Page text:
Missional advocates teach that God has a mission to redeem all of creation. The Missional Manifesto articulates this: “By nature, God is the ‘sending one’ who initiates the redemption of His whole creation.” This alone is not necessarily evidence of transformationism, but missional teaching takes an additional step by arguing that God’s mission and the church’s mission are one and the same; thus embedded in missio Dei is the belief that the church’s mission is the redemption of creation, essentially a transformationalist view. It is therefore not surprising that advocates of the transformationalist approach, such as Nickolas Woltersdorf, also use missio Dei language: “We are not to stand around, hands folded, waiting for shalom to arrive. We are workers in God’s cause, his peace-workers. The missio Dei is our mission.”11
These similarities may be coincidental, but certainly intersections between the proponents of both the missional and transformationalist perspectives imply otherwise. Of particular interest is the relationship between Karl Barth and Leslie Newbigin. Hunsberger notes that “the large familiarity with Barth’s work which Newbigin shows in his writings indicates a marked appreciation for Barth’s contribution.”12 Both served together on committees of the World Council of Churches from 1949 onward. Both also root their ecclesiology in the mission Dei. While Newbigin certainly differs from Barth on a number of theological issues, he essentially agreed with him in matters related to the kingdom, culture, mission, and ecclesiology in general. In fact, Michael Goheen, an advocate of both the missional church movement and transformationalism, argues that Newbigin was a transformationalist himself: “In his treatment of the various public domains of western culture (politics, science) Newbigin gives consideration to faith as an agent of cultural reformation.”13 He insists that although cultural forms are corrupted by sin, their essence remains good because of God’s intent to redeem creation: “Every custom, institution, and practice of culture is corrupted by sin; yet the goodness of the creational structure remains because of God’s faithfulness to creation. This means that culture is redeemable; it also provides a strategy for cultural involvement.”14 One cannot help but notice Wolters’ language of “creational structure” in Goheen’s description of Newbigin’s views. Notably, Goheen wrote a Postscript for the second edition of the Creation Regained, and Wolters expresses his own indebtedness to Lesslie Newbigin.15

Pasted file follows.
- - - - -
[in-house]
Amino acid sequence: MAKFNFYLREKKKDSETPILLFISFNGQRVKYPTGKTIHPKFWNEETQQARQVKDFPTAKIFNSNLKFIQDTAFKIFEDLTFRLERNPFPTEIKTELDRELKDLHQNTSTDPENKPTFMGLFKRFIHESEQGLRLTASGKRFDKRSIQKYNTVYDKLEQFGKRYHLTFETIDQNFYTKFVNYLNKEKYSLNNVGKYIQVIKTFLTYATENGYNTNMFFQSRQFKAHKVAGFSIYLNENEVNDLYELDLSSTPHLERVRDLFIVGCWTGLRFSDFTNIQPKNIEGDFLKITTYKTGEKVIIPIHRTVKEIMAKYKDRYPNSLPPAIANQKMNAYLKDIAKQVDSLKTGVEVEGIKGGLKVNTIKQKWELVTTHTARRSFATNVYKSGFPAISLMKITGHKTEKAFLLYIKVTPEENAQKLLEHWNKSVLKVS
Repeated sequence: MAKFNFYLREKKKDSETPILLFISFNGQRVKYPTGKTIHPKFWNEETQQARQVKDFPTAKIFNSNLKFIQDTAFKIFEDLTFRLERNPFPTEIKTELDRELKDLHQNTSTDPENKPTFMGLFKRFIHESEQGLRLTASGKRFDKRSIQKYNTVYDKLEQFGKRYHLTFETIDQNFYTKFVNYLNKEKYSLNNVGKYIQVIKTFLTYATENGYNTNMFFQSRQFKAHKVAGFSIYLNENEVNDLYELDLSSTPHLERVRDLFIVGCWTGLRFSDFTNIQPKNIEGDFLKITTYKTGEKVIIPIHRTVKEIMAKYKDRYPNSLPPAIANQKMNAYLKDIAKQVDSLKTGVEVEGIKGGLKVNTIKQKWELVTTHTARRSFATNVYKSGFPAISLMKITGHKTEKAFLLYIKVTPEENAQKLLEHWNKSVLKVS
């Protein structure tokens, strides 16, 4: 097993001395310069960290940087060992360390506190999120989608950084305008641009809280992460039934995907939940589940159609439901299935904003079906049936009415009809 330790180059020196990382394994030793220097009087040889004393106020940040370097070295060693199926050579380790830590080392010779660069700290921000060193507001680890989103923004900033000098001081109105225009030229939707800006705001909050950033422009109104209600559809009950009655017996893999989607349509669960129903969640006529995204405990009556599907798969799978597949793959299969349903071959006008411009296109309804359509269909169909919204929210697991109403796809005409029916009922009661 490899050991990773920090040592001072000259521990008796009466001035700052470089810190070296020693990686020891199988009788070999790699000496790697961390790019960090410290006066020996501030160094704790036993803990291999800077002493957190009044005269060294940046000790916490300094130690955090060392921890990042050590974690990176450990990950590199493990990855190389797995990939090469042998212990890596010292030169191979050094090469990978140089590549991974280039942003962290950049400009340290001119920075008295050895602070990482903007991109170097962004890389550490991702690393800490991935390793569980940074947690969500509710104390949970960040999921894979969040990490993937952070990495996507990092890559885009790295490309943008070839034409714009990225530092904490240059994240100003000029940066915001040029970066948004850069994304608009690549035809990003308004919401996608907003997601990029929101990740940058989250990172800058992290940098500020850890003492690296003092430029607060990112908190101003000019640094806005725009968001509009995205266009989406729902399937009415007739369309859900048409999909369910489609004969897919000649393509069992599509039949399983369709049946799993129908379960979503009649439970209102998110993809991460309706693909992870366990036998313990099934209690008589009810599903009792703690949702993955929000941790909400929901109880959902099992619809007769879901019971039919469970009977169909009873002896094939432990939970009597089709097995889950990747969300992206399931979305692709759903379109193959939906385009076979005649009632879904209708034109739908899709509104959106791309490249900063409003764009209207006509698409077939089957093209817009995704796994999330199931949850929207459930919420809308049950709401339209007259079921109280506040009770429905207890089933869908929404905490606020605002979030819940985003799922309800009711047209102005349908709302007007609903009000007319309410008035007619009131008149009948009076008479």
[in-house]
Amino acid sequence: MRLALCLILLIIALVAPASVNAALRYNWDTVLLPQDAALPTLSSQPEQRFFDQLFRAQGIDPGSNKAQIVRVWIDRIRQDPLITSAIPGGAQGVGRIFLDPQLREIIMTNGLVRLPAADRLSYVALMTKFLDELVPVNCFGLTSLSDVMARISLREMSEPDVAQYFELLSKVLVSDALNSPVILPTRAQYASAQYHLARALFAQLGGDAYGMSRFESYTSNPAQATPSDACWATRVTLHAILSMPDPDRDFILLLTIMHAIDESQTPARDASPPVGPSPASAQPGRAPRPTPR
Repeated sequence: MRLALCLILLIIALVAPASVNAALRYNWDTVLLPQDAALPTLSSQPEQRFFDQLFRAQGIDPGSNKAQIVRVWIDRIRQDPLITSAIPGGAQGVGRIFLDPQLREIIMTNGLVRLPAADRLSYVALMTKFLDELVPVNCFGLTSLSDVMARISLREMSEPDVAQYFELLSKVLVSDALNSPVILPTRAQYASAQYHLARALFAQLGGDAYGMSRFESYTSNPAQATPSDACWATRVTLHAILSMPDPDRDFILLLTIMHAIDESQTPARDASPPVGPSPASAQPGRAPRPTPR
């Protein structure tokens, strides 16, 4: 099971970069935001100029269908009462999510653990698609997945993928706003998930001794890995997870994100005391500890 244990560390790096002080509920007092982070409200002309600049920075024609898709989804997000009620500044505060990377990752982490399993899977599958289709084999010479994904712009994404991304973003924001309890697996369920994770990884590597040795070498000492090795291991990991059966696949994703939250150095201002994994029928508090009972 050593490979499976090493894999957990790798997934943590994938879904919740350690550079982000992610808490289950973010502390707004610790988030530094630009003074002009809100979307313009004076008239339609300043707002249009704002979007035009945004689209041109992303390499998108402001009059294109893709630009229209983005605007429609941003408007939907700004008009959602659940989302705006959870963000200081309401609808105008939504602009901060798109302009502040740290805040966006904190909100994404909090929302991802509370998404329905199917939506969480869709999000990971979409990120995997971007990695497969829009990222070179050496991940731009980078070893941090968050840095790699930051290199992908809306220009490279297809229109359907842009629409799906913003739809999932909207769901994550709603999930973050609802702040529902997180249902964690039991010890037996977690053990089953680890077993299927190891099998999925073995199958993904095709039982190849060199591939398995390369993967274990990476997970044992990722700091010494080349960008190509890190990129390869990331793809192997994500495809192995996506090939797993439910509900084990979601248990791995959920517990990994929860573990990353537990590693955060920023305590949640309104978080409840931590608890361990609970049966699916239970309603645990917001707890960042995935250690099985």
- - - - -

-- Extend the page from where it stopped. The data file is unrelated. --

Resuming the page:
From these similarities and intersections, it appears that the missional approach to culture is a combination of Barthian and Neo-Calvinist ecclesiology. In other words, the missional church movement is essentially transformationalist.
There are at least two problems with the approach to culture advocated by practical missional authors. First, because their understanding of culture comes essentially from the prevailing anthropological model, their underlying assumption of cultural neutrality all but obliterates any notion of cultural antithesis. Without the antithesis, there is nothing to transform; thus missional practitioners don’t really transform culture, they adopt it—they don’t redeem culture, they reorient it.
This quasi-transformationalist perspective has therefore shifted the missional approach from the early articulations to how it is actually practiced today. The earliest missional advocates sought to distinguish between the gospel and Western culture, which they believed had merged with Christendom. But the transformational impulse imbedded in the concept of missio Dei itself is rooted in Christendom ideas. VanGelder admits as much: